Swift, on the other hand, brought us strong typing, which wiped out whole classes of bugs and insured that objects were always the type we expected. We paid for this safety with the loss of the ability to easily mock, fake or stub things. Someday, Swift might gain new features that make this possible (maybe even easy) but for now, this is difficult to do with any efficiency. So, we need a new approach for testing Swift API code.

Like we said earlier, we don’t want to use external network resources to test our code because too many things are out of our control. But what if the test server were running on the development machine? In fact, what if the test server were running inside our application? Enter two open source projects — Ambassador and Embassy from the fine folks at Envoy.com.  Embassy is a lightweight, dependency free web server written in Swift. Ambassador is a web framework that sits on top of Embassy and makes it easy to write a mock API server.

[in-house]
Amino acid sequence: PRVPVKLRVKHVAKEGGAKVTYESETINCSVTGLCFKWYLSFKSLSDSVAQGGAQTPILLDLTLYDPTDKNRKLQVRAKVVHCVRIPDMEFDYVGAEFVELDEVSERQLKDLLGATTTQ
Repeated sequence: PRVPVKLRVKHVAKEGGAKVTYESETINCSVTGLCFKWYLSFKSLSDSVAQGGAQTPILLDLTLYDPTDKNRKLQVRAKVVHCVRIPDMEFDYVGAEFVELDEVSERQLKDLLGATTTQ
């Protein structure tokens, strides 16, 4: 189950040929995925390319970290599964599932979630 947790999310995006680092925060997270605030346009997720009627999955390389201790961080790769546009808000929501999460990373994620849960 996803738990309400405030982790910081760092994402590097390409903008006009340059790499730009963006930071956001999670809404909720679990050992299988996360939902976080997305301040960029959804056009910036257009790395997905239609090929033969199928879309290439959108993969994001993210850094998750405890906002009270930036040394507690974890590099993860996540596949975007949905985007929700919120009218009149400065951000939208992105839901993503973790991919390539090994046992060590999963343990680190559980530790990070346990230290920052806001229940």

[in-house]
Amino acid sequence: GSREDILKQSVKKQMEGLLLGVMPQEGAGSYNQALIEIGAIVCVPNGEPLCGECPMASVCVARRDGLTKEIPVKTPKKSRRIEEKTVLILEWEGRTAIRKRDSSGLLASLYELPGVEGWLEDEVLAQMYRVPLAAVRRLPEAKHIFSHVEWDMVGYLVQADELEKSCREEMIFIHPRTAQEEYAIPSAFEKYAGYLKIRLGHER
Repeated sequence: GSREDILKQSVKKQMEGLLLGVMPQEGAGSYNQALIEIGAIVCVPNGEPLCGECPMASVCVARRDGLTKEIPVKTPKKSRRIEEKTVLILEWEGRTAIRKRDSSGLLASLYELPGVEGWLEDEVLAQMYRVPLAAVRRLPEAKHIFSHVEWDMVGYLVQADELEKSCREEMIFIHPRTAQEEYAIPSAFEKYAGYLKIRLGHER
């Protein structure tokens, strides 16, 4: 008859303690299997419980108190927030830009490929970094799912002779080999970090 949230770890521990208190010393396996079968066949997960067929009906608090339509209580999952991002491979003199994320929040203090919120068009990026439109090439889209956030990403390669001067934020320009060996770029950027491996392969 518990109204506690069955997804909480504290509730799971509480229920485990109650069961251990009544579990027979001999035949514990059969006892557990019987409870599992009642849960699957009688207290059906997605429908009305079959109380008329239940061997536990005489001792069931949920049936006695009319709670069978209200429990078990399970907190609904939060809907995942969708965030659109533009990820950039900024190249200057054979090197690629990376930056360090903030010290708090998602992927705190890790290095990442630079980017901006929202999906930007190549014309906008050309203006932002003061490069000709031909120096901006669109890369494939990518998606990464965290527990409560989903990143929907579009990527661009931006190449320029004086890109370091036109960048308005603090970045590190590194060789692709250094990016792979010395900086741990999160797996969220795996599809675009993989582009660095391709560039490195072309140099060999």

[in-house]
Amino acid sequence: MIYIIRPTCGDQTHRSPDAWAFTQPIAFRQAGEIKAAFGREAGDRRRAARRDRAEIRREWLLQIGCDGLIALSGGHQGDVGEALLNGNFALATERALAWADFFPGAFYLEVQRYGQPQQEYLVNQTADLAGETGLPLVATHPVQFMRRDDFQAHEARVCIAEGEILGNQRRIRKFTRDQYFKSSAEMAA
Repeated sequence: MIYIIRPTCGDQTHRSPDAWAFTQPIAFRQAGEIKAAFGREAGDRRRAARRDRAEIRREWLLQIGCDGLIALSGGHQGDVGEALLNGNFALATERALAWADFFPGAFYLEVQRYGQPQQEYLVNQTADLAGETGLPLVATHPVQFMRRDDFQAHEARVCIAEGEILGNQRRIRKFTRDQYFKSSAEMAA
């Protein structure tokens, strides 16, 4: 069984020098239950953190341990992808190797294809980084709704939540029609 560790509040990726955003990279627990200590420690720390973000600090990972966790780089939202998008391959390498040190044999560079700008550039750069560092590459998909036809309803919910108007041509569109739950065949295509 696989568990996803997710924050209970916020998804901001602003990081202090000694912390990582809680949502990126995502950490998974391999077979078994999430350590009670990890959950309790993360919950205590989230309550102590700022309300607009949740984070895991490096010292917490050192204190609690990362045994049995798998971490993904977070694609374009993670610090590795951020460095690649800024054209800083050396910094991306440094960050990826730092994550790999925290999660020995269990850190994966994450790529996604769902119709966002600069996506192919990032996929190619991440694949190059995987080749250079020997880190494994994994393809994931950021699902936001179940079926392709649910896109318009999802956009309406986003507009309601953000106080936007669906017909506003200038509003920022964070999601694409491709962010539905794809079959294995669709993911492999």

In this new approach to testing our API layer, we’ll write some Ambassador code to define our mock endpoints. We’ll declare what URL path they’ll respond to and what response the endpoint will return. Now, inside our unit test, we’ll fire up the mock server and run it on a background thread.  Since you’re controlling both the client and server side of the request, you can make asserts on both ends of the exchange. On the server side, you can validate the data submitted by the client. On the client side, you can ensure that the response from the server was interpreted correctly. Ambassador has some nice conveniences as well for working with JSON data, introducing delayed responses from the server and other common testings needs.